Institution:Jacobs School of Medicine and Biomedical Sciences, the University at Buffalo
Leonard Epstein, PhD, chief of the division of behavioral medicine in the Department of Pediatrics at University at Buffalo Jacobs School of Medicine and Biomedical Sciences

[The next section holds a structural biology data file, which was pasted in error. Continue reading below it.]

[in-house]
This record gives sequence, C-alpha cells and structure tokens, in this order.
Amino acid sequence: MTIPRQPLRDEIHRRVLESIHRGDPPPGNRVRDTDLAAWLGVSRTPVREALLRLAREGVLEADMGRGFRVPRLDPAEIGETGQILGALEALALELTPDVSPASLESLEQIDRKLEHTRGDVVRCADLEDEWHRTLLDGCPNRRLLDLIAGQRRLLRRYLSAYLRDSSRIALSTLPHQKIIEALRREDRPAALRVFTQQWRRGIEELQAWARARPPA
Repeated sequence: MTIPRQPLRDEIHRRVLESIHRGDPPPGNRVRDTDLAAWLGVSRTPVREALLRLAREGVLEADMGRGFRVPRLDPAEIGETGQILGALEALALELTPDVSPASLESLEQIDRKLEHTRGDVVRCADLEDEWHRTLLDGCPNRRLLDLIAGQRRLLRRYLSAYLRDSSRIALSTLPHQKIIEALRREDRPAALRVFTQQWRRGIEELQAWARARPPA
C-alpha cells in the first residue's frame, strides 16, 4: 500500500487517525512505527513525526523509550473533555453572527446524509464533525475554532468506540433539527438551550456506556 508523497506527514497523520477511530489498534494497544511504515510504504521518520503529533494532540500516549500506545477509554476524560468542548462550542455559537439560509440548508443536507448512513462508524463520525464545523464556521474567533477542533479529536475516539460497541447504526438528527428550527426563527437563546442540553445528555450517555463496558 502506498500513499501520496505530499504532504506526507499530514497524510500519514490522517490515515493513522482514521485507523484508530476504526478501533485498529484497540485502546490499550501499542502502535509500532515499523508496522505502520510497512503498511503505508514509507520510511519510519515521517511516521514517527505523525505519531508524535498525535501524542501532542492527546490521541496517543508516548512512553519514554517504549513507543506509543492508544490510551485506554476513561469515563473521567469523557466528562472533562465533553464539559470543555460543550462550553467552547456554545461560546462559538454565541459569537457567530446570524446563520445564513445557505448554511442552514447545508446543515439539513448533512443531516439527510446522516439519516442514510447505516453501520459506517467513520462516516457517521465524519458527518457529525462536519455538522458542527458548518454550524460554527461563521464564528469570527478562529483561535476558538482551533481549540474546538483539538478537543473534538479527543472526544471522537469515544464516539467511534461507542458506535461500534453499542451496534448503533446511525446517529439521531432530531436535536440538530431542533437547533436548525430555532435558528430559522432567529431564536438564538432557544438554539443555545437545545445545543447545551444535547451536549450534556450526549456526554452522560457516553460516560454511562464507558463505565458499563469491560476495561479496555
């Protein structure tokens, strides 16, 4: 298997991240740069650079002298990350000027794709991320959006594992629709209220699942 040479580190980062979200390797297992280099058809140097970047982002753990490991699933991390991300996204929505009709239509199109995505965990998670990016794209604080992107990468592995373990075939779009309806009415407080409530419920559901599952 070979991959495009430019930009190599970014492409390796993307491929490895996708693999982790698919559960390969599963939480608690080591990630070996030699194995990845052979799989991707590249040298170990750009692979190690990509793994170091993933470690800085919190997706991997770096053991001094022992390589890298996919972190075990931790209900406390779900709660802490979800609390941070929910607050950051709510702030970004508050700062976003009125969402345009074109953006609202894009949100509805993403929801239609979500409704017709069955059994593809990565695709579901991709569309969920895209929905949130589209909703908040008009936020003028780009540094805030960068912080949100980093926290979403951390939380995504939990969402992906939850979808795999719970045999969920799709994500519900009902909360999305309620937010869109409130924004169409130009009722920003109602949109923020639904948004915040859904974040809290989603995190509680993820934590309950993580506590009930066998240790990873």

We all know what the colors on a traffic light stand for—and that tri-color palette creates an easy-to-follow diet for overweight children. Known as the Traffic Light diet, it divides foods by the colors of a traffic signal: green for low-calorie foods that can be eaten freely; yellow for moderate-calorie foods that can be eaten occasionally; and red for high-calorie foods that should be eaten rarely. Since it was launched, pediatricians have widely used the Traffic Light Diet to encourage healthy eating habits among their patients. The key to the diet is parental involvement.